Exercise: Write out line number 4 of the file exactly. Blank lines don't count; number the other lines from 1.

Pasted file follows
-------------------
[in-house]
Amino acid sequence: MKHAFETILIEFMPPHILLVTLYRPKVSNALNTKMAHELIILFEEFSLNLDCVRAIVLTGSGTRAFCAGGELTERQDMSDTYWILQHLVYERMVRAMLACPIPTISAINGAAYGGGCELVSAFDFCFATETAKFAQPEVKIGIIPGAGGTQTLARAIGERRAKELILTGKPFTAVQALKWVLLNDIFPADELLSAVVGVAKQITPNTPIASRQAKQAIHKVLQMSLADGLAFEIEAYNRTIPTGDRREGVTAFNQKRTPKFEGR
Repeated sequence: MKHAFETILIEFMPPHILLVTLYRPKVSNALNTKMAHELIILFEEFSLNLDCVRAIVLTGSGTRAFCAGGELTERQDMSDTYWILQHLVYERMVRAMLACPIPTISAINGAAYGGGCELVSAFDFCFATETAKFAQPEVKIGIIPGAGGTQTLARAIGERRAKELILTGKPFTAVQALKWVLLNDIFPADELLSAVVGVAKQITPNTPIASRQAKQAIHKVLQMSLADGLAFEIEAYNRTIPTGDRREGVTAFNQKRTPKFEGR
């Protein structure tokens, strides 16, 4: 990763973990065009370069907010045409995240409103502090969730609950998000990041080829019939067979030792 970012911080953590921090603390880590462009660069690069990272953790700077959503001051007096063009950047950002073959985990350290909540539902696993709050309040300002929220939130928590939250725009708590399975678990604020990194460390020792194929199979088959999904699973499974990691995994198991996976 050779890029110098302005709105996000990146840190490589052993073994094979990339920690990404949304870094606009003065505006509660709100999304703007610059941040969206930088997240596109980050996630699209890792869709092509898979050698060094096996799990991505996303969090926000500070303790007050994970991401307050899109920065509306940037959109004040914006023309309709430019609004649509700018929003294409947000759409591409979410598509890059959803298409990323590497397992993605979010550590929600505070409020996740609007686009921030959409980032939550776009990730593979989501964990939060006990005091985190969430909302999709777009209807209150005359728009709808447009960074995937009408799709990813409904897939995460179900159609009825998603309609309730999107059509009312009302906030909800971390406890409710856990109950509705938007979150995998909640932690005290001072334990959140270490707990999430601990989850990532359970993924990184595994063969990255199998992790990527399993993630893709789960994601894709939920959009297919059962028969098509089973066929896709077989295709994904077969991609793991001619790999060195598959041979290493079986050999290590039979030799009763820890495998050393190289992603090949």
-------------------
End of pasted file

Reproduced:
């Protein structure tokens, strides 16, 4: 990763973990065009370069907010045409995240409103502090969730609950998000990041080829019939067979030792 970012911080953590921090603390880590462009660069690069990272953790700077959503001051007096063009950047950002073959985990350290909540539902696993709050309040300002929220939130928590939250725009708590399975678990604020990194460390020792194929199979088959999904699973499974990691995994198991996976 050779890029110098302005709105996000990146840190490589052993073994094979990339920690990404949304870094606009003065505006509660709100999304703007610059941040969206930088997240596109980050996630699209890792869709092509898979050698060094096996799990991505996303969090926000500070303790007050994970991401307050899109920065509306940037959109004040914006023309309709430019609004649509700018929003294409947000759409591409979410598509890059959803298409990323590497397992993605979010550590929600505070409020996740609007686009921030959409980032939550776009990730593979989501964990939060006990005091985190969430909302999709777009209807209150005359728009709808447009960074995937009408799709990813409904897939995460179900159609009825998603309609309730999107059509009312009302906030909800971390406890409710856990109950509705938007979150995998909640932690005290001072334990959140270490707990999430601990989850990532359970993924990184595994063969990255199998992790990527399993993630893709789960994601894709939920959009297919059962028969098509089973066929896709077989295709994904077969991609793991001619790999060195598959041979290493079986050999290590039979030799009763820890495998050393190289992603090949």